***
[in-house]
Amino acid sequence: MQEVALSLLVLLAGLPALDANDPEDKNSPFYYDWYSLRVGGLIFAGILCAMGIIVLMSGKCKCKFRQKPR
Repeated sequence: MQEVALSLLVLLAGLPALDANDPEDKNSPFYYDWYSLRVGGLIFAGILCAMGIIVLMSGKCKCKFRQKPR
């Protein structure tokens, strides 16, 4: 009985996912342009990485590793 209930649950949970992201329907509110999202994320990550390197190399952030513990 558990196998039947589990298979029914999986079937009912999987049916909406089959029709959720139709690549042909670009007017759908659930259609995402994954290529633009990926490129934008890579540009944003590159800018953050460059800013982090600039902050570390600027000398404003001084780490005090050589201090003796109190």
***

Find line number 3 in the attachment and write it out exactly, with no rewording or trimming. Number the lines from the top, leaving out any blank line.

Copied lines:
Repeated sequence: MQEVALSLLVLLAGLPALDANDPEDKNSPFYYDWYSLRVGGLIFAGILCAMGIIVLMSGKCKCKFRQKPR